Legs and Feet

  • Raised – a raised leg with a ‘clenched’ claw is simply a way or resting. In the cold birds do this to preserve warmth, but some just like lounging around on one leg. Many species like to perch on one foot while feeding with the other.
  • Tapping – this is a Cockatoo thing, although other species sometimes get into the habit too. A foot tapping on a perch tends to mean “This is my territory”.
  • Collapsing – This is when a bird you are handling squats down, as if he’s gone weak at the knees. It usually means he’s spotted that you’re about to return him to the cage, and he doesn’t want to go back in just yet. Many birds learn that ‘collapsing’ in this way brings extra minutes of attention, and make it a habit. If you return the parrot to its cage or perch, the legs will magically work again!

Yellow-crowned Amazon
Yellow-Crowned Amazon - parrot's feet can be thought of as hands

Regurgitating

The saying “sick as a parrot” stems from the birds’ eagerness for regurgitation (i.e. ejecting pre-swallowed food via the beak). Parrots feed their young in this way, and the male feeds his nesting partner similarly as part of the bonding process. If your pet does this to you, with dilated pupils (eye-pinning), head-bobbing and neck-stretching, it is a sign of affection, but not one you will be keen to encourage. Make no fuss, and don’t speak to the bird when it behaves this way. It will soon get the message that this particular type of affection doesn’t work with human friends.

Scratching

Scratching the head and neck area is just part of the preening process, tackling those places the beak can’t reach. If the parrot scratches with its claws on the cage bottom, it is foraging, chicken-like. Not all species do this, but it’s a common pastime for the African Greys.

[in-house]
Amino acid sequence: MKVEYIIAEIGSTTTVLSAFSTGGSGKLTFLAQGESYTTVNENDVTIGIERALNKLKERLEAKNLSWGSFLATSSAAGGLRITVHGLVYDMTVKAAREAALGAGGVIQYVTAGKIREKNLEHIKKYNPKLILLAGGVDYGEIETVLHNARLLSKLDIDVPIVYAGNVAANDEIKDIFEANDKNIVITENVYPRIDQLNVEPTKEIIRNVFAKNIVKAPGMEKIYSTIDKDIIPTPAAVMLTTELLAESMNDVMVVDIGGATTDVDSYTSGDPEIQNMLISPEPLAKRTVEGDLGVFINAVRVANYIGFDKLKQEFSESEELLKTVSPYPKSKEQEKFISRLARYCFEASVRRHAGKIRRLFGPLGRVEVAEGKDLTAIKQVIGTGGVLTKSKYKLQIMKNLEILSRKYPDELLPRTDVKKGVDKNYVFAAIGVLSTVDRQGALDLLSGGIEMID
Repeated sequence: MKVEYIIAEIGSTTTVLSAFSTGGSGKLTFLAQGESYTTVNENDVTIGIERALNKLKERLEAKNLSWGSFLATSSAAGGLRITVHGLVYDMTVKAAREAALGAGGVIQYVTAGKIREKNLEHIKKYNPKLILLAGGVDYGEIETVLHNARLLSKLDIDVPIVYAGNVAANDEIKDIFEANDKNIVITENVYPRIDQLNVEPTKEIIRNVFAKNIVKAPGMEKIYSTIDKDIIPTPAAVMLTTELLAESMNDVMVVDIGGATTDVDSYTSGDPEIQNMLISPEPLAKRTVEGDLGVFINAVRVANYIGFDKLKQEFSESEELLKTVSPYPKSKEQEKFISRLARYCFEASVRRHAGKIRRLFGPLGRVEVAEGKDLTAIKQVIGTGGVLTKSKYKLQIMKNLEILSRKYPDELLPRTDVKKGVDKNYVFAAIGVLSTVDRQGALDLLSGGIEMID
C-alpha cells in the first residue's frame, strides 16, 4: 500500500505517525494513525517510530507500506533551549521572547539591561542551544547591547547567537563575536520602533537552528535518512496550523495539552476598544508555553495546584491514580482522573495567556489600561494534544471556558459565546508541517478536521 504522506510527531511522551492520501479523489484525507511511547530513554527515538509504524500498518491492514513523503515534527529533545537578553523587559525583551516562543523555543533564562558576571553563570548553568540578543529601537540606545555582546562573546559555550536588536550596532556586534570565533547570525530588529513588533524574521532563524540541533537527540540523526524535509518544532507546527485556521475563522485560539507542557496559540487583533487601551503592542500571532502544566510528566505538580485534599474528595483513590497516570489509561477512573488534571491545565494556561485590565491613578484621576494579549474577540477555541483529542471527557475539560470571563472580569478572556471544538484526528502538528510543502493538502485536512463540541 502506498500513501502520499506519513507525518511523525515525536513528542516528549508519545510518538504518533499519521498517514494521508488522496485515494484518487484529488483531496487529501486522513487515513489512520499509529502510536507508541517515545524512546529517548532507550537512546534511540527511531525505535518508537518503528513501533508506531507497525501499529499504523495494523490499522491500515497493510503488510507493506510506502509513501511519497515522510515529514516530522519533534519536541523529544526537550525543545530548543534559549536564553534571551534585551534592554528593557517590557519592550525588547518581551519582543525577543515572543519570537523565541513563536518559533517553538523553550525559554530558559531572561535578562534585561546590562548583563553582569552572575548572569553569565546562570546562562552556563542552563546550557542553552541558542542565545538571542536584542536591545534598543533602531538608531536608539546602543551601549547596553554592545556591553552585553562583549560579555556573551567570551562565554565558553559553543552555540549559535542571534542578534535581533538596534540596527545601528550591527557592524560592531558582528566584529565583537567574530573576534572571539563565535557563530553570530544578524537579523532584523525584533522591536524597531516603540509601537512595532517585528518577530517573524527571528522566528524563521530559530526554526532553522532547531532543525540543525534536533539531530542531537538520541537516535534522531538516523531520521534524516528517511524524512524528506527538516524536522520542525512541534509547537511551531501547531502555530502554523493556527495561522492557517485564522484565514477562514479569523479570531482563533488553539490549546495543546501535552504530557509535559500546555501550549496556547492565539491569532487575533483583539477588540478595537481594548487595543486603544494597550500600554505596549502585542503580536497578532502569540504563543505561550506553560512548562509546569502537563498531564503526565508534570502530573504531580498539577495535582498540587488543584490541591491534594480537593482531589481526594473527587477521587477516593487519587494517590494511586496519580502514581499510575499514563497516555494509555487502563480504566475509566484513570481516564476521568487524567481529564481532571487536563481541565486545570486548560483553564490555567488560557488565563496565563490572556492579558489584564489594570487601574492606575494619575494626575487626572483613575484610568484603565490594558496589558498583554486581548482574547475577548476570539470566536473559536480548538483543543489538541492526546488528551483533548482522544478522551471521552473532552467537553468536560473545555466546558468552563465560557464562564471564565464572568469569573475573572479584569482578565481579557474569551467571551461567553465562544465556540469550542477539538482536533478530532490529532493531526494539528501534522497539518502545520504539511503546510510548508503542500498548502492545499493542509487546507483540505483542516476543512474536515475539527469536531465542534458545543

Grey parrot preening wing
The African Grey is one of the few parrots to scratch the ground for food

Tail

  • Wagging (side to side) – this means one of two things: the parrot is happy to see you (or who/whatever else the tail is being wagged out); or he is about to poo. It’s a sign to look out for if you are attempting to house-train your pet (see the Toilet Training a Parrot section of this guide).
  • Flipping (jerking up and down) – this is another sign of happiness: the parrot is pleased to see you, or is enjoying a game, or a favourite food.
  • Bobbing – a tail that ‘beats’ gently up and down and accompanied by panting means the parrot is catching his breath after strenuous exercise. If no exercise has taken place, it’s a sign of illness and you need to call the vet.
  • Fanning – this is generally a display of anger or aggression. The behaviour stems from shows of dominance in the wild, often to do with territory or breeding.

Senegal parrot flying
Senegal Parrots in flight

Wings

  • Drooping – Unless your parrot is very young, wing drooping indicates exhaustion, overheating or illness. If the bird has just bathed, drooping wings simply mean he is drying himself.
  • Flapping – Parrots use their wings to communicate. Flapping them, without attempting to fly, means one of three things. It might just be a spot of morning or post-nap exercise; your parrot may be trying to get your attention; or he may simply be in a state of great happiness.